ZA SRCC citrus landscape

The UK and Europe remain vital destinations for South Africa

South Africa has been exporting its fruit to European markets for many a year, with the UK often being the lynchpin of this effort.

However, as with many of the other leading fruit producers and exporters around the world, the opportunities in the emerging markets of Asia, the Middle East and the former Soviet Union (FSU) are looking increasingly attractive. And for South Africa, it has the added bonus of having a number of quickly developing African markets on its doorstep. As an example, total African imports of apples have grown to almost 600,000 tonnes per annum. South Africa has already gained a more than respectable share in many of the key African countries, whereas other exporters in the likes of the US, Chile and from within the EU, are still to work out their game plan for the continent.

Nothing is impossible, however, and with time, effort and resource, the opportunities are potentially huge. At the same time, any sense of throwing the baby out with the bath water is unlikely to pay dividends. The real challenge will be for South Africa to be able to balance its portfolio of markets to include the best of both worlds – retaining a strong customer base in the UK, EU and other mature markets, as well as at the same time, building business rapidly in more emergent markets. For some products, the UK and EU markets are still of key strategic importance and will be for some time to come.

Looking at how South Africa has fared in terms of exports in the last seven years gives some indication of what has been achieved to date, vis-a-vis the diversification process and the scale of the challenge that still faces the fruit industry:

The above analysis shows that markets in the EU are still of fundamental importance to the SA fruit export sector and will be for some time to come. With global retailers looking to move into emerging markets themselves, a strategy of “follow the customer as much as the country” might well be a sensible one to follow as US, French, German, Dutch and some UK retailers look to strengthen their position in these markets and take their best suppliers with them.

For a more modern, go-ahead and progressive industry to develop and take advantage of the new market opportunities, the emphasis needs to be on the more professional management of farms and the development of other skills that sets them apart from just being a “good” farmer. These will focus on areas such as the development of leadership skills, and a more innovative approach to growing and packing, as a way to create value for their business. There also needs to be a wider view of engaging with the immediate supply chain and beyond.

It will eventually see a broader mix of ownership models in South Africa, the use of more and a wider set of professional advice in the fruit production and export sector.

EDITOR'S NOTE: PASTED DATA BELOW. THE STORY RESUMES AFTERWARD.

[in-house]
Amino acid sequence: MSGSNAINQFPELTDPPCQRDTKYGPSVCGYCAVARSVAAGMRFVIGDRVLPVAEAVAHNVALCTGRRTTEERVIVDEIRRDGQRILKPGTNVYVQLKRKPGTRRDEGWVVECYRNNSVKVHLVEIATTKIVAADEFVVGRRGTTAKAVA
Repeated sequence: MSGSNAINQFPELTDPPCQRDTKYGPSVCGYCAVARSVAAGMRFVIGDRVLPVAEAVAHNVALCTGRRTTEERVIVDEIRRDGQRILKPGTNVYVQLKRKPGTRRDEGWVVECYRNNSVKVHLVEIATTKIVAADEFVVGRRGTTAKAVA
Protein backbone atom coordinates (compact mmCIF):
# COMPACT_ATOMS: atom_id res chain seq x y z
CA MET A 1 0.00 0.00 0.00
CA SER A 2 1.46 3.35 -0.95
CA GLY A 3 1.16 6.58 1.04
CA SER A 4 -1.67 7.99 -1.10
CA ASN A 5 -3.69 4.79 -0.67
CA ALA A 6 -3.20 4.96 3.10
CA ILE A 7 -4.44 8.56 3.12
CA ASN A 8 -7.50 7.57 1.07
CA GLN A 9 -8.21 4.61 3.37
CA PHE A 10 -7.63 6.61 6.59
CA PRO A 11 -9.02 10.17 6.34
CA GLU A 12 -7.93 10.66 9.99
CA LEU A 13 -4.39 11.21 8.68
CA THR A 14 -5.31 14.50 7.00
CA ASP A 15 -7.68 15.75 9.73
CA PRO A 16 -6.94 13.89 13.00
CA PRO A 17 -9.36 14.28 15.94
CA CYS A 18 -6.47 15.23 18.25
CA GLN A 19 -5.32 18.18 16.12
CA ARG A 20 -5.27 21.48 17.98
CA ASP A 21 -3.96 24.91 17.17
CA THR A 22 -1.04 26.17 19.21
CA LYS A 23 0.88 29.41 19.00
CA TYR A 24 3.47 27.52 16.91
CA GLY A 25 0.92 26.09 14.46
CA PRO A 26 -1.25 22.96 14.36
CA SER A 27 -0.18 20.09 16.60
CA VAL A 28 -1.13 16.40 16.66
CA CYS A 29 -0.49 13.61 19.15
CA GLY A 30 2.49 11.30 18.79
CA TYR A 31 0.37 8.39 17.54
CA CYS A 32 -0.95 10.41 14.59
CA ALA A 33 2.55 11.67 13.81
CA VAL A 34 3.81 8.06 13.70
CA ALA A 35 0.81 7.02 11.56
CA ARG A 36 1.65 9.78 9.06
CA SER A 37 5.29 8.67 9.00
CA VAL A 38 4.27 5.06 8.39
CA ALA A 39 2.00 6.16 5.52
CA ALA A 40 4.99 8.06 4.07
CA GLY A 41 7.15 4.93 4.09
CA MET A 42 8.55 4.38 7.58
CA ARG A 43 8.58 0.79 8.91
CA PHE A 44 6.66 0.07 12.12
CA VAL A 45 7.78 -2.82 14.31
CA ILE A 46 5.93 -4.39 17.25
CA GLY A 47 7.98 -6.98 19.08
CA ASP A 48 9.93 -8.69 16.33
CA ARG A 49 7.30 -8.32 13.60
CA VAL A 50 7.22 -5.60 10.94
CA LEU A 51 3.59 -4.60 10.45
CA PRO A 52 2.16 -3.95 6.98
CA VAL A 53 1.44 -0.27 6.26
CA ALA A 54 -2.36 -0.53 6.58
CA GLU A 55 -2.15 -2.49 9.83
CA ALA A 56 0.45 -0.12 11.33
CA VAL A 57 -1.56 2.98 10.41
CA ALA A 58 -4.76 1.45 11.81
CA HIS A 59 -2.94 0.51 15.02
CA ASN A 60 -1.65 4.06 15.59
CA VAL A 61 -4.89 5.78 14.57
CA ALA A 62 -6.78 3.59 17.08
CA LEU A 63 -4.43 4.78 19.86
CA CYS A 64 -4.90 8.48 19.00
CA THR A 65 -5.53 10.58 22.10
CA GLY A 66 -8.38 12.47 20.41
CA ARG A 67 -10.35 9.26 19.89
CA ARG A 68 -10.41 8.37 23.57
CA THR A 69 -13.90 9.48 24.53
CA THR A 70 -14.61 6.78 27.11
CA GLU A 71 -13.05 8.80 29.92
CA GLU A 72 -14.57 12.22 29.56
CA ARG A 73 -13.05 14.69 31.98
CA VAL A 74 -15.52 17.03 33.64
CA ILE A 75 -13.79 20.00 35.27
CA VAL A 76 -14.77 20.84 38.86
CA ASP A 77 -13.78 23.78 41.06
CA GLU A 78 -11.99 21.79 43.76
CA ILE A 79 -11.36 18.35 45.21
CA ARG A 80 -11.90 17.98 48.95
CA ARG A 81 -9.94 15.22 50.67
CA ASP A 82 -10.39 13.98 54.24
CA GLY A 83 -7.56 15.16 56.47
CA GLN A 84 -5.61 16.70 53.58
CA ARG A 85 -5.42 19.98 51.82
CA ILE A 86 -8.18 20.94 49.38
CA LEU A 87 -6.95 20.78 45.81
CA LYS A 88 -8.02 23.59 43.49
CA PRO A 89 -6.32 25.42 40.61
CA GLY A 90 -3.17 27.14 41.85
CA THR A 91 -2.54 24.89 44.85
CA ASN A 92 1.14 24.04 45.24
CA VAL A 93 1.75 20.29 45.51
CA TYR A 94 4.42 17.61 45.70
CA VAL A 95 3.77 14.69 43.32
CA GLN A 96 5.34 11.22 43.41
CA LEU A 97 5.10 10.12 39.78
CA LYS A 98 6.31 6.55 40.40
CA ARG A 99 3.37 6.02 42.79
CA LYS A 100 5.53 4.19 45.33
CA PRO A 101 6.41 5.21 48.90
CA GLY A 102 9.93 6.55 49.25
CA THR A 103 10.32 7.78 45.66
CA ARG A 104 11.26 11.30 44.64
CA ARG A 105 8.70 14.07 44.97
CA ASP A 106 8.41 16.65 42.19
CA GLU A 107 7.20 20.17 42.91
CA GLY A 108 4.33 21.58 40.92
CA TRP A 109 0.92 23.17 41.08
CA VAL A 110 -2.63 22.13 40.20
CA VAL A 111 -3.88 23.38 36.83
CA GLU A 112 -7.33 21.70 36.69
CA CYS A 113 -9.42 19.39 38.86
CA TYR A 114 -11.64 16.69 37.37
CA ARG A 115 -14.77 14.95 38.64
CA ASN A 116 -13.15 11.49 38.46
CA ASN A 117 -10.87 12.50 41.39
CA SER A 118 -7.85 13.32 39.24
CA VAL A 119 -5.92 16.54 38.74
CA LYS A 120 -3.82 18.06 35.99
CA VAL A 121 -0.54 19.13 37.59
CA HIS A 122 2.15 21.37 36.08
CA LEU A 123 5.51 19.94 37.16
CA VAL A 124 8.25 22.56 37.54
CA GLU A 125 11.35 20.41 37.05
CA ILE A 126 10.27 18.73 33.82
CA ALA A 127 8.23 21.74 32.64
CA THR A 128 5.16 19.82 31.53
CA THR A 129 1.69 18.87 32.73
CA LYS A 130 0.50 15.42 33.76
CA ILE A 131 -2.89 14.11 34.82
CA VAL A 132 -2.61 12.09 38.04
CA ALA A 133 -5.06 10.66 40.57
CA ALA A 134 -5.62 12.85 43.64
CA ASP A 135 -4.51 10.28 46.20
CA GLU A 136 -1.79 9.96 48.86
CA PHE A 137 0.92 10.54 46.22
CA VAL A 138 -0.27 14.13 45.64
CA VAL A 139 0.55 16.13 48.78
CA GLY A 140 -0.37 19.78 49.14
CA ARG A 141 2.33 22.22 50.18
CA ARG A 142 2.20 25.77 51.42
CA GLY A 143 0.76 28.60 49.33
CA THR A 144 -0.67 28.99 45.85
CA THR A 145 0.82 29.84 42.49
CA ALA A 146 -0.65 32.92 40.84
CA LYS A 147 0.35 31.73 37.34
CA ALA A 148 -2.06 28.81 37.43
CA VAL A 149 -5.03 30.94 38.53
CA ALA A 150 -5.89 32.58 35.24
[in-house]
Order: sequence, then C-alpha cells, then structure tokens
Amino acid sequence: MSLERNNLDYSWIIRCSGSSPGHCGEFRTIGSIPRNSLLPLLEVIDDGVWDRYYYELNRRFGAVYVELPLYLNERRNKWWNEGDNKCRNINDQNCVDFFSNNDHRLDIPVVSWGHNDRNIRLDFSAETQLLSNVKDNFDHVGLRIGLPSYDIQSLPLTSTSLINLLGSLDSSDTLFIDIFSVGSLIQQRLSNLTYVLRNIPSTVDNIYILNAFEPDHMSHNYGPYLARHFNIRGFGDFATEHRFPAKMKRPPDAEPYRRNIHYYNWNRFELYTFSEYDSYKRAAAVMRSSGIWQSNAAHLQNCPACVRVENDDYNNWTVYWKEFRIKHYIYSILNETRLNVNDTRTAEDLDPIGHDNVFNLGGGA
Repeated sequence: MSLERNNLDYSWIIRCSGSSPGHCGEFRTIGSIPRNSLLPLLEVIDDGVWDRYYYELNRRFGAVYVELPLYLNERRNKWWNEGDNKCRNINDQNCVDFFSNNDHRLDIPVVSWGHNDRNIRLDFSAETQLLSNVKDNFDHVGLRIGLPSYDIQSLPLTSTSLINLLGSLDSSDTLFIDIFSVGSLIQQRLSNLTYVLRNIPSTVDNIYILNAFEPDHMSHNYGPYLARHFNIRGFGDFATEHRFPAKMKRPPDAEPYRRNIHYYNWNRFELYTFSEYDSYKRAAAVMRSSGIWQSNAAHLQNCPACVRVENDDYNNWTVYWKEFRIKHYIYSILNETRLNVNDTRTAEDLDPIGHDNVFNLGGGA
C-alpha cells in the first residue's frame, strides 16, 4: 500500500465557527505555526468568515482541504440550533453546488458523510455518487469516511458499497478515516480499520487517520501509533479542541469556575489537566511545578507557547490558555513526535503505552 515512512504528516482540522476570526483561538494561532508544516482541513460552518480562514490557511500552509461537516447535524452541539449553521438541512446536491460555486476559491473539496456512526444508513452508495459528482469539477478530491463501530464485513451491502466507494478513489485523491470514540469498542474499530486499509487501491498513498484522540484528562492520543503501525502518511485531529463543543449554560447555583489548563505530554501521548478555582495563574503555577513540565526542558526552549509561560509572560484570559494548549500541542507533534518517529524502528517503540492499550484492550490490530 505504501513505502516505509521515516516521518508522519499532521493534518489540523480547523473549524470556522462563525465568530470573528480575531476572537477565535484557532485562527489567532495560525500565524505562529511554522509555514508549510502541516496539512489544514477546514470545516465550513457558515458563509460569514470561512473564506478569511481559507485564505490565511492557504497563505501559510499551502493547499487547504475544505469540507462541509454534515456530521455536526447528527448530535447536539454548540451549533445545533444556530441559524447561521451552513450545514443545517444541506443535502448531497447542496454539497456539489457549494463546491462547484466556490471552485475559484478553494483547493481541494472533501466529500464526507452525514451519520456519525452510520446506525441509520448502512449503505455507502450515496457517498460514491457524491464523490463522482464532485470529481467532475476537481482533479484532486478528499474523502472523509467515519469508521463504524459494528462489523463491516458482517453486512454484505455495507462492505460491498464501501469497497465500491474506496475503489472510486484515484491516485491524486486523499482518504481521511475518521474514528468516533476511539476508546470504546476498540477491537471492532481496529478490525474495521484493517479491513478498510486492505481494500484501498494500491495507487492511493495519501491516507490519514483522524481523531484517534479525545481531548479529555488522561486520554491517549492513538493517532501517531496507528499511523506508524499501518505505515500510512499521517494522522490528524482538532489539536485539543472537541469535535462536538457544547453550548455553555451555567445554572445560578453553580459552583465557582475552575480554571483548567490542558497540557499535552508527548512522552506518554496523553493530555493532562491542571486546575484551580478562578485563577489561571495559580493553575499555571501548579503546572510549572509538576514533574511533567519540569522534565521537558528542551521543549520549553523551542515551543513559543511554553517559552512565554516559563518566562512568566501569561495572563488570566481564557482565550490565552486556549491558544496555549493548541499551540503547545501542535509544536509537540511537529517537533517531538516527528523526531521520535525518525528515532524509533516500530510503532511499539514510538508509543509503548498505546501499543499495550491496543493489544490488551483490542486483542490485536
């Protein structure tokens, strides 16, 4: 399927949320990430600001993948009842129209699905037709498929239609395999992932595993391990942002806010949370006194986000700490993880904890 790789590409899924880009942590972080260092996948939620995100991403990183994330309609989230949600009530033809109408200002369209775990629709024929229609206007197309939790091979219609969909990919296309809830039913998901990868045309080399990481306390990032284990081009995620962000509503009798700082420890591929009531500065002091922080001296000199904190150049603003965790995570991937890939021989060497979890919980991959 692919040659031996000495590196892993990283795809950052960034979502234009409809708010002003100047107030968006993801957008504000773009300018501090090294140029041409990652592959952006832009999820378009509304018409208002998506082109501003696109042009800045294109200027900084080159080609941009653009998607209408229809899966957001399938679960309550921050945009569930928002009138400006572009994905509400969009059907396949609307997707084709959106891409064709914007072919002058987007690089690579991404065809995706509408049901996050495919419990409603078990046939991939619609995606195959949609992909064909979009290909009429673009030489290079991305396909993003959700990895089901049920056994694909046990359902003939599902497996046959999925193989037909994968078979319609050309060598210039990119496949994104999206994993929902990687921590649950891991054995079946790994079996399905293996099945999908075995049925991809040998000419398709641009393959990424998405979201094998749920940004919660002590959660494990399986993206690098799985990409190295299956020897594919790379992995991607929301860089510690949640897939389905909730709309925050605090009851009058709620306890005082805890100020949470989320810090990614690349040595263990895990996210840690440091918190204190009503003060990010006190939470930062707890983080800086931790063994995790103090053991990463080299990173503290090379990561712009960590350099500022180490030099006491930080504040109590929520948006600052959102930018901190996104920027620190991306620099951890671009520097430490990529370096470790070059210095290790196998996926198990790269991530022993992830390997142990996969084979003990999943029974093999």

Some individuals will grasp the nettle themselves – indeed a number of leading operations already have, but it will be up to the industry organisations, such as SATI, Hortgro, SAAGA and the CGA to lead the way and as well as keeping the standard of technical skills at a high level, introduce other skills and mindsets to the South African fruit industry.

This will be in areas such as leadership, vision setting, a wider appreciation of the supply chain, marketing, environmental skills and the development of highly professional farm managers who display high levels of social and emotional intelligence. This is no mean task and will take time to achieve, but if they can do so then the sky really might be the limit for the South African fruit sector.

• Apples – Between 2008 and 2014, total South African exports of apples increased from 358,000 to 381,000t per annum, but peaked in 2011 at over 700,000t. The UK and the Netherlands are still key export markets. Between them, they account for a combined share of 20 per cent in 2014, but this is down from 40 per cent in 2008. In the meantime, there have been strides made in markets like Malaysia, Benin, Nigeria, Angola, Mozambique, Zimbabwe and Zambia.

• Grapes – Total exports have grown from 260,000t per annum in 2008 to 298,000t by 2014. The UK, Netherlands and Germany are still all dominant export markets for SA grapes and accounted for 70 per cent of overall exports in 2014. New markets are being developed, however, in a combination of the UAE, Saudi Arabia, Russia, Singapore, China and Malaysia.

• Oranges – SA exports have increased from around 970,000t to over 1.1mt between 2008 and 2014. The UK, Netherlands, Italy and Portugal are all still important export markets with a combined 350,000t between them (around 30 per cent in total). There has also been significant growth in the likes of the UAE, Saudi Arabia, Hong Kong, China, Malaysia, Ukraine, but with Russia as the star market with some 126,000t.

• Soft citrus – SA exports have increased between 2008 – 2014 from 110,000t to over 150,000t per annum, but the UK and the Netherlands still account for a combined share of some 82,000t of this volume – some 53 per cent of all exports. Russia, the UAE, the US, Saudi Arabia, Malaysia and Hong Kong between them now account for around another 40,000t per annum.